Date: October 3, 2017 at 1 p.m. ET
Free to attend
Length: Approximately one hour
Conventional planar flash memory technology is approaching critical scaling limitations that are driving the transition to 3D solutions. 3D NAND is expected to scale in height, from 16-bit-tall strings to string heights of more than 128 bits. Meanwhile NAND makers will find ways of placing these strings closer to each other through more aggressive lithography.
Join the analysts from TechInsights as they explore 3D NAND flash technology from a process, circuit and systems perspective.
With the boom in 3D NAND technology over the last couple of years, all the major NAND manufacturers such as Samsung, Toshiba, Western Digital (SanDisk), Micron, Intel and SK Hynix have already released their cutting-edge 3D NAND commercial products with 64L. Compared to their previous 32L (or 36L) and 48L, memory density per unit cell array area reached up to 3.4 Gb/mm2 which is 2.7 times higher than 15 nm 2D NAND TLC. This year, the new QLC products were introduced, which further scaled development down to n+1 (96L) and n+2 (128L). Every NAND manufacturer keeps their own 3D NAND architecture, and we’ll explore them in more detail and discuss future 3D NAND technology trends and expectations.
With the exception of the memory cell array layout, most 3D NAND flash manufacturers have similar on die peripheral circuit block arrangements, as seen in their previous planar NAND flash products, with the exception of Micron’s latest 32L flash product. In this portion of the presentation, we will look at 3D NAND die photographs and compare die cross sections to identify some of the major differences in circuit implementation and layout arrangements. Challenges in 3D NAND circuit extractions including metal line access for internal signal probing (waveform analysis), memory addressing and programming algorithms will also be discussed.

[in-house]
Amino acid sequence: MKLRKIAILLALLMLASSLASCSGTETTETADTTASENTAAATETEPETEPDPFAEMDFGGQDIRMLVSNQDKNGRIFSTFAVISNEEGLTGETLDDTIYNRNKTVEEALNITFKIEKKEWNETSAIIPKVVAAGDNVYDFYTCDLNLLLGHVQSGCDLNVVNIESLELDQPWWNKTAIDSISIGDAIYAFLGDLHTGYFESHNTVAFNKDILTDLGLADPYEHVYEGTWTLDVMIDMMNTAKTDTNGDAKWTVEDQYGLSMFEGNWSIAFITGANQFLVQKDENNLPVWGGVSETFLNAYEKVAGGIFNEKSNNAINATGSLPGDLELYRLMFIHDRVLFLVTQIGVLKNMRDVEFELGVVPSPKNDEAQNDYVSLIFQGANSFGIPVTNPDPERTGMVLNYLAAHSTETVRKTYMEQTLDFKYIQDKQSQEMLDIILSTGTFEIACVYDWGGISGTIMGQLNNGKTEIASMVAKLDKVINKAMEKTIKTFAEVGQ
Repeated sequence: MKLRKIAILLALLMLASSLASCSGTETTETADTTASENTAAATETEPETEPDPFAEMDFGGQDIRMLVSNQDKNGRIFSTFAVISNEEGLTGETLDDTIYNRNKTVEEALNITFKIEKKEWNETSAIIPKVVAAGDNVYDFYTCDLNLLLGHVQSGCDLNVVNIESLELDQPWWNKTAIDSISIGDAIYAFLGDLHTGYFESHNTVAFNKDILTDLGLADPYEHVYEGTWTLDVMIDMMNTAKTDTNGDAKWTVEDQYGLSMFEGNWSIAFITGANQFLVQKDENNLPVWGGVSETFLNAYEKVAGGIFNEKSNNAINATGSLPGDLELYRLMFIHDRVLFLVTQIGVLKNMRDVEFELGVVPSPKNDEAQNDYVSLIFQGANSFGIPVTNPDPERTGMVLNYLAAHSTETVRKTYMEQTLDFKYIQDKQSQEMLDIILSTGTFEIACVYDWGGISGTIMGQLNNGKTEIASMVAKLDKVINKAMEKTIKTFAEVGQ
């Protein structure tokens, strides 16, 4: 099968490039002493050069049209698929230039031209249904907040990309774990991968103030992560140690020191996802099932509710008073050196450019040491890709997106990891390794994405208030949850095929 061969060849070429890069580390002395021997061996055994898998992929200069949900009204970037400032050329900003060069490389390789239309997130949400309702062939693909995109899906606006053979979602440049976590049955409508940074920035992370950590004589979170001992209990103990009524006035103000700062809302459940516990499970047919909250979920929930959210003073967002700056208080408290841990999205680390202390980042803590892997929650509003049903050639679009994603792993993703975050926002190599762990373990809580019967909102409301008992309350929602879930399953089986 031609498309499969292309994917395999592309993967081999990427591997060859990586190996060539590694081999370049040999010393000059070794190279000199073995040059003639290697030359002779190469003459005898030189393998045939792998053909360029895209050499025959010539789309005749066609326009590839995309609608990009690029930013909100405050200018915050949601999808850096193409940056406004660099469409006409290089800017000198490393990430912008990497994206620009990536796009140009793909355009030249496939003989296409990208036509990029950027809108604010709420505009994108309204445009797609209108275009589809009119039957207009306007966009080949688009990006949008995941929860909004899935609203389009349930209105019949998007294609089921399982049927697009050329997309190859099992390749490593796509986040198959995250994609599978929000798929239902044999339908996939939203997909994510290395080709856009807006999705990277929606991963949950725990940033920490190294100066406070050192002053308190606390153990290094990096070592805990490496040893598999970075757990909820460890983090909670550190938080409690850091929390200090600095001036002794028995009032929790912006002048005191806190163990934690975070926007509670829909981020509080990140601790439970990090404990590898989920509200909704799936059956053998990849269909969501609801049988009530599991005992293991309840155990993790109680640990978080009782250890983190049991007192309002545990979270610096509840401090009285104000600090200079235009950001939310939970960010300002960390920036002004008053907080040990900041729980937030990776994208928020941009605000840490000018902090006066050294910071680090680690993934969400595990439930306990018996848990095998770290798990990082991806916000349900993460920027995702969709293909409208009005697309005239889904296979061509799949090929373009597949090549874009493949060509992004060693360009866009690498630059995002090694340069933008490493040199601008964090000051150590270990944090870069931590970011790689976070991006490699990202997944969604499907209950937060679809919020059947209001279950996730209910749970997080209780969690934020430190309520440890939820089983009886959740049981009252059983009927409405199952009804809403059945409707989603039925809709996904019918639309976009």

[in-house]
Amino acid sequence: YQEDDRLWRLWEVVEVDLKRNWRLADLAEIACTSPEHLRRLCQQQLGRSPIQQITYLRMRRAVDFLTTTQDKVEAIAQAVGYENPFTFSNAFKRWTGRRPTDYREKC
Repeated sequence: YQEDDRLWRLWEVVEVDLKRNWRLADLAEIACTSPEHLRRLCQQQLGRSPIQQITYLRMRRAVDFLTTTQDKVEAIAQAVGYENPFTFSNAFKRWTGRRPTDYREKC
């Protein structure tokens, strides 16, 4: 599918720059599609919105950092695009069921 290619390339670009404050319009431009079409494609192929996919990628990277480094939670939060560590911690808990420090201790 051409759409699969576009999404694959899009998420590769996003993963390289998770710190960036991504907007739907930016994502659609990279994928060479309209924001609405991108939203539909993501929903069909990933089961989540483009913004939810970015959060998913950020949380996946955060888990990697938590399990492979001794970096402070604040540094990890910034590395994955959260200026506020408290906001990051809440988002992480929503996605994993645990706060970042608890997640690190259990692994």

There are many similarities between implementations of SSDs, but it is their differences with the use of latest NAND flash devices (especially 3D NAND), that have become of great interest for systems analysis, and will be the topic for discussion in this segment. One of the latest systems analyzed by TechInsights showed many interesting new features and differences in operation, on even simple de-facto standard methods of operation, such as addressing a NAND flash device, as well as read-retry situations.
Mohammad Ahmad, Architect
Mohammad Ahmad is an Engineering Solutions Architect in the IP Services group at TechInsights. He has extensive experience with the latest non-volatile semiconductor memory devices, and provides technical support and patent analysis to help global clients maximize the return on their intellectual property investments. Mohammad is responsible for leading, executing and managing large patent portfolio assessments to identify patents for assertion and divestiture and for determining and executing the required reverse engineering in support of the patent portfolios.
He specializes in reverse engineering including circuit extraction, functional testing and internal waveform probing of various semiconductor memories (NAND and NOR Flash, embedded and system memories, DRAM and SRAM). Patent claims analysis, evidence-of-use detection, claim chart documentation, prior art searches and patent/portfolio evaluation and mining.